The pound extended declines against the U.S. dollar Wednesday after the country's chief Brexit negotiator told a committee of lawmakers that the government hand't yet published a detailed analysis of the economic impact of leaving the European Union.

Speaking at a hearing of the Exiting the European Union Committee, a group of U.K. lawmakers headed by Hilary Benn, Brexit Secretary David Davis said such an assessment would undermine Britain's negotiating stance, adding he "wasn't a fan of economic models that have been proven wrong". 

"The usefulness of a detailed impact assessment in near zero," Davis said. "The assessment of (the effect of leaving the EU) is not as straightforward as people imagine. I am not a fan of economic models as they have all been proven wrong," Davis told the committee. "When you have a paradigm change as in 2008, all the models are wrong. As we are dealing with here [with a] free trade agreement or a WTO outcome, it's a paradigm change."

The pound was marked 0.6% lower against the greenback at 1.3360 by mid-day in London, extending its decline past 2.4% from its late September peak.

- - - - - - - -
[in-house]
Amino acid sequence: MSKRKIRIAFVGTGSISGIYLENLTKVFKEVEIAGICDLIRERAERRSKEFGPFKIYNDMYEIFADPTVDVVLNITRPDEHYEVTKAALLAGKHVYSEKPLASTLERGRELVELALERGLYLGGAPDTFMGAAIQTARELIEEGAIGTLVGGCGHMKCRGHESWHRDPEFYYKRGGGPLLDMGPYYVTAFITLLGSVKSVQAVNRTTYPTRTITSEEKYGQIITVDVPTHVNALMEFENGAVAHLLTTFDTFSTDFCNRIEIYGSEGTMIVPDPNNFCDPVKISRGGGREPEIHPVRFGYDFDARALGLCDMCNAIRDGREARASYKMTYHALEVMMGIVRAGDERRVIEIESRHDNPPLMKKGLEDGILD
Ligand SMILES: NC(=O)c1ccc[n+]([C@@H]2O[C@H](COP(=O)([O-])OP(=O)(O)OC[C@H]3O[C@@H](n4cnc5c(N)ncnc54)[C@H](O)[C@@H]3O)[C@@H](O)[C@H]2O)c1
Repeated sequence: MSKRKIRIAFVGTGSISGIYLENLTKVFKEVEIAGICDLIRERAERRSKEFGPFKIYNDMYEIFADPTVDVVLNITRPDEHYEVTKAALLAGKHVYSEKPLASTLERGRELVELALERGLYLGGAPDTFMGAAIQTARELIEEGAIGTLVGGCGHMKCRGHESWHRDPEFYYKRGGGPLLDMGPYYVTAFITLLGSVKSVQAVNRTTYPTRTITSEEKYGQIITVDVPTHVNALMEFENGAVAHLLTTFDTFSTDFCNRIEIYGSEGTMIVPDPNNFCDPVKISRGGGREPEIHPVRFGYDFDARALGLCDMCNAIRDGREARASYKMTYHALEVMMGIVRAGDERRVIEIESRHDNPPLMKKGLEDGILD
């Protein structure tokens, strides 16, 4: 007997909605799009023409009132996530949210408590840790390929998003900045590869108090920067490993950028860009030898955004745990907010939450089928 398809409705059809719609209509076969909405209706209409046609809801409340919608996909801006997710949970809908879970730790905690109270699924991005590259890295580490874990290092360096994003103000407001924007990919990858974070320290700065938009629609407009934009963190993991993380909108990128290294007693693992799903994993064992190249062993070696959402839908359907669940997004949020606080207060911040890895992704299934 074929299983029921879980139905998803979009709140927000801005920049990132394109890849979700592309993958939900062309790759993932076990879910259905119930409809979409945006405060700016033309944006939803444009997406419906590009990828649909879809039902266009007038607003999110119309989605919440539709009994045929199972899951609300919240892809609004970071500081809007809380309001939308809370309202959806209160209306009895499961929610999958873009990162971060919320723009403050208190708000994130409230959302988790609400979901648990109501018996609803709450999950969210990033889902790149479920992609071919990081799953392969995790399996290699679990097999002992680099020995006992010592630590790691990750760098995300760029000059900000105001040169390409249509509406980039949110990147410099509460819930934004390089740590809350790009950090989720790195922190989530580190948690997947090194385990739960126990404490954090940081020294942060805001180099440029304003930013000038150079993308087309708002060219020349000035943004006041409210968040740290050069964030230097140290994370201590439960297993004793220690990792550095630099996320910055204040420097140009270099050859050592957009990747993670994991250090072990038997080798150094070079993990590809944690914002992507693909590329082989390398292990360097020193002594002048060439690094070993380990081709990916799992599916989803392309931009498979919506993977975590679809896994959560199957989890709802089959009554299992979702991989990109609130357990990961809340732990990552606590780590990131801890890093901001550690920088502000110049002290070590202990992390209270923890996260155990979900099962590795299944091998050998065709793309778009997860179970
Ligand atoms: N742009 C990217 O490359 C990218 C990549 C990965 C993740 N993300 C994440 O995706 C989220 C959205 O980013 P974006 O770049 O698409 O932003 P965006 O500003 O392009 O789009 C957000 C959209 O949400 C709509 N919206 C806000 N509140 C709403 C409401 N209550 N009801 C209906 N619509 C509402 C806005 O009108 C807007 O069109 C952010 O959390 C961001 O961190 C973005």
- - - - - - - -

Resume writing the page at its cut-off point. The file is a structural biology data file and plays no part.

His comments appear to contradict testimony he gave to the committee a year ago, when he said the the government was "in the midst of carrying out 57 sets of analyses, each of which has implications for individual parts of 85% of the economy." 

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They also followed reports of discontent among senior members of Theresa May's government over her handing of Brexit talks and the recent failure to reach a deal on the so-called 'divorce bill' owing to an ongoing debate over how to maintain a border between the Republic of Ireland and Northern Ireland once Britain leaves the EU customs union.

European Union officials have given May a "deadline of deadlines" of Friday for detailing Britain's offer to pay financial liabilities linked to its previous commitments to the bloc, after which it can move the talks on to the second phase that will focus on a future trading relationship between the two economies.

However, May's weakness at home, where senior lawmakers are opening questioning her ability to lead, and the resurgent popularity of the opposition Labour party, which has held a consistent lead in opinion polls, has raised the spectre of a government collapse and the possibility of fresh national elections in the new year.

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